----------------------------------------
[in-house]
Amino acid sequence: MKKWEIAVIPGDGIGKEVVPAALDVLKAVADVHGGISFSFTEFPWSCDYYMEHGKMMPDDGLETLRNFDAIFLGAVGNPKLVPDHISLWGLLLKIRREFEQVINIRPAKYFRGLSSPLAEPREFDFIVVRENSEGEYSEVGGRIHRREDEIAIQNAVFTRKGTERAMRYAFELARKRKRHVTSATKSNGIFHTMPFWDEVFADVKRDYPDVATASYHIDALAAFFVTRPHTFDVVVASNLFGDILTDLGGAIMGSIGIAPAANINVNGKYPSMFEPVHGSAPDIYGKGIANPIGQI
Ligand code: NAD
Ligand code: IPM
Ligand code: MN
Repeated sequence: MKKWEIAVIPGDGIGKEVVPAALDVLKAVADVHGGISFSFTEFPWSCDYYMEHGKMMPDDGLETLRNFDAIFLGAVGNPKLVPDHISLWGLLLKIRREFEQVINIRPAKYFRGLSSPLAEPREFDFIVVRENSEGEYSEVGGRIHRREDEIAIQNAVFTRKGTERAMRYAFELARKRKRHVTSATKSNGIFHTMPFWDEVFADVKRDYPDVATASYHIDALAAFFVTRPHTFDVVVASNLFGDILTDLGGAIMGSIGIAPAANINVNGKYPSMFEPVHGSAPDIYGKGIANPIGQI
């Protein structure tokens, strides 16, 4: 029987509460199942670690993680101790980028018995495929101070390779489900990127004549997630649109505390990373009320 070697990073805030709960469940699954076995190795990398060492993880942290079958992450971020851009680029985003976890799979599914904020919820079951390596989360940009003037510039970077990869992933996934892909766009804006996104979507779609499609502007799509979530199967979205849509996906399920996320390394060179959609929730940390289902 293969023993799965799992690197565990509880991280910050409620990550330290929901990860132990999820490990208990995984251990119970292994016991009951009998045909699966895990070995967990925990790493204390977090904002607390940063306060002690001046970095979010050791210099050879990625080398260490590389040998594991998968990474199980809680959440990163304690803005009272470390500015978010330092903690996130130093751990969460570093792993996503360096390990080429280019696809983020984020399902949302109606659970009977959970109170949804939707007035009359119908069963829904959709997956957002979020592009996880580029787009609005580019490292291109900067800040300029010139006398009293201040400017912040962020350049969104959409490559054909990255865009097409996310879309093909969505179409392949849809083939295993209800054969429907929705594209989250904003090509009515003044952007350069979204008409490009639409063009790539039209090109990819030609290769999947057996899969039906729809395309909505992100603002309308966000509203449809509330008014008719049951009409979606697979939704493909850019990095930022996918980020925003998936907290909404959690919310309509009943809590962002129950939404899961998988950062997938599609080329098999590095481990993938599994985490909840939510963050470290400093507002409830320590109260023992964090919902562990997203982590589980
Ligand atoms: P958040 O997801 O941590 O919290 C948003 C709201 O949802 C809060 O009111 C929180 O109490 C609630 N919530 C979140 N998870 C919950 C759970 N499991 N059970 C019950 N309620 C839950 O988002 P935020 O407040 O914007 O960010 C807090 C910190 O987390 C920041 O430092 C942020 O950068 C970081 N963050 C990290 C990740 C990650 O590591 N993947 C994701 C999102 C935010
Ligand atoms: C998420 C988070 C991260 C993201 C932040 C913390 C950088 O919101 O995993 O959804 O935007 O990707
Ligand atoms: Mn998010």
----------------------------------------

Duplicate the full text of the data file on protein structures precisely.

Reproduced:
[in-house]
Amino acid sequence: MKKWEIAVIPGDGIGKEVVPAALDVLKAVADVHGGISFSFTEFPWSCDYYMEHGKMMPDDGLETLRNFDAIFLGAVGNPKLVPDHISLWGLLLKIRREFEQVINIRPAKYFRGLSSPLAEPREFDFIVVRENSEGEYSEVGGRIHRREDEIAIQNAVFTRKGTERAMRYAFELARKRKRHVTSATKSNGIFHTMPFWDEVFADVKRDYPDVATASYHIDALAAFFVTRPHTFDVVVASNLFGDILTDLGGAIMGSIGIAPAANINVNGKYPSMFEPVHGSAPDIYGKGIANPIGQI
Ligand code: NAD
Ligand code: IPM
Ligand code: MN
Repeated sequence: MKKWEIAVIPGDGIGKEVVPAALDVLKAVADVHGGISFSFTEFPWSCDYYMEHGKMMPDDGLETLRNFDAIFLGAVGNPKLVPDHISLWGLLLKIRREFEQVINIRPAKYFRGLSSPLAEPREFDFIVVRENSEGEYSEVGGRIHRREDEIAIQNAVFTRKGTERAMRYAFELARKRKRHVTSATKSNGIFHTMPFWDEVFADVKRDYPDVATASYHIDALAAFFVTRPHTFDVVVASNLFGDILTDLGGAIMGSIGIAPAANINVNGKYPSMFEPVHGSAPDIYGKGIANPIGQI
């Protein structure tokens, strides 16, 4: 029987509460199942670690993680101790980028018995495929101070390779489900990127004549997630649109505390990373009320 070697990073805030709960469940699954076995190795990398060492993880942290079958992450971020851009680029985003976890799979599914904020919820079951390596989360940009003037510039970077990869992933996934892909766009804006996104979507779609499609502007799509979530199967979205849509996906399920996320390394060179959609929730940390289902 293969023993799965799992690197565990509880991280910050409620990550330290929901990860132990999820490990208990995984251990119970292994016991009951009998045909699966895990070995967990925990790493204390977090904002607390940063306060002690001046970095979010050791210099050879990625080398260490590389040998594991998968990474199980809680959440990163304690803005009272470390500015978010330092903690996130130093751990969460570093792993996503360096390990080429280019696809983020984020399902949302109606659970009977959970109170949804939707007035009359119908069963829904959709997956957002979020592009996880580029787009609005580019490292291109900067800040300029010139006398009293201040400017912040962020350049969104959409490559054909990255865009097409996310879309093909969505179409392949849809083939295993209800054969429907929705594209989250904003090509009515003044952007350069979204008409490009639409063009790539039209090109990819030609290769999947057996899969039906729809395309909505992100603002309308966000509203449809509330008014008719049951009409979606697979939704493909850019990095930022996918980020925003998936907290909404959690919310309509009943809590962002129950939404899961998988950062997938599609080329098999590095481990993938599994985490909840939510963050470290400093507002409830320590109260023992964090919902562990997203982590589980
Ligand atoms: P958040 O997801 O941590 O919290 C948003 C709201 O949802 C809060 O009111 C929180 O109490 C609630 N919530 C979140 N998870 C919950 C759970 N499991 N059970 C019950 N309620 C839950 O988002 P935020 O407040 O914007 O960010 C807090 C910190 O987390 C920041 O430092 C942020 O950068 C970081 N963050 C990290 C990740 C990650 O590591 N993947 C994701 C999102 C935010
Ligand atoms: C998420 C988070 C991260 C993201 C932040 C913390 C950088 O919101 O995993 O959804 O935007 O990707
Ligand atoms: Mn998010």